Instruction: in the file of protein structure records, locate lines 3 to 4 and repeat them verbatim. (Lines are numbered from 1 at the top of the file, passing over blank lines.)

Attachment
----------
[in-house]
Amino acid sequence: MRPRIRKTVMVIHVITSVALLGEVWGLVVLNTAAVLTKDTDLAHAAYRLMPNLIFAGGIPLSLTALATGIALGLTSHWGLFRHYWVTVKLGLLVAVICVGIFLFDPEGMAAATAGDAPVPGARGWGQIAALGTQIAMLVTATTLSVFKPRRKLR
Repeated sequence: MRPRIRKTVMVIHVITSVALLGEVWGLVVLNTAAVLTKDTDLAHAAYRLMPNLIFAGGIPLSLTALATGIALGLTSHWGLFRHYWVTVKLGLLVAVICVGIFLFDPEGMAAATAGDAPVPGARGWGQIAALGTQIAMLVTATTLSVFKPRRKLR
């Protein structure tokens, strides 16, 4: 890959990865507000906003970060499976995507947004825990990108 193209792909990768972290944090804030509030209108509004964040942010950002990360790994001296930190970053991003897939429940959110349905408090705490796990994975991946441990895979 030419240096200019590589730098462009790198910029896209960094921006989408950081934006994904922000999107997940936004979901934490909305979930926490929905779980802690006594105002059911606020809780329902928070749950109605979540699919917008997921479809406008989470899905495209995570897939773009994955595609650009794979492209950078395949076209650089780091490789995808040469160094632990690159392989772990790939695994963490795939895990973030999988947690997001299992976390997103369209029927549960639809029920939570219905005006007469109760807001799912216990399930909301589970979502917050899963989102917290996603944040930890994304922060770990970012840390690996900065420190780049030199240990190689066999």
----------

Repeated sequence: MRPRIRKTVMVIHVITSVALLGEVWGLVVLNTAAVLTKDTDLAHAAYRLMPNLIFAGGIPLSLTALATGIALGLTSHWGLFRHYWVTVKLGLLVAVICVGIFLFDPEGMAAATAGDAPVPGARGWGQIAALGTQIAMLVTATTLSVFKPRRKLR
């Protein structure tokens, strides 16, 4: 890959990865507000906003970060499976995507947004825990990108 193209792909990768972290944090804030509030209108509004964040942010950002990360790994001296930190970053991003897939429940959110349905408090705490796990994975991946441990895979 030419240096200019590589730098462009790198910029896209960094921006989408950081934006994904922000999107997940936004979901934490909305979930926490929905779980802690006594105002059911606020809780329902928070749950109605979540699919917008997921479809406008989470899905495209995570897939773009994955595609650009794979492209950078395949076209650089780091490789995808040469160094632990690159392989772990790939695994963490795939895990973030999988947690997001299992976390997103369209029927549960639809029920939570219905005006007469109760807001799912216990399930909301589970979502917050899963989102917290996603944040930890994304922060770990970012840390690996900065420190780049030199240990190689066999």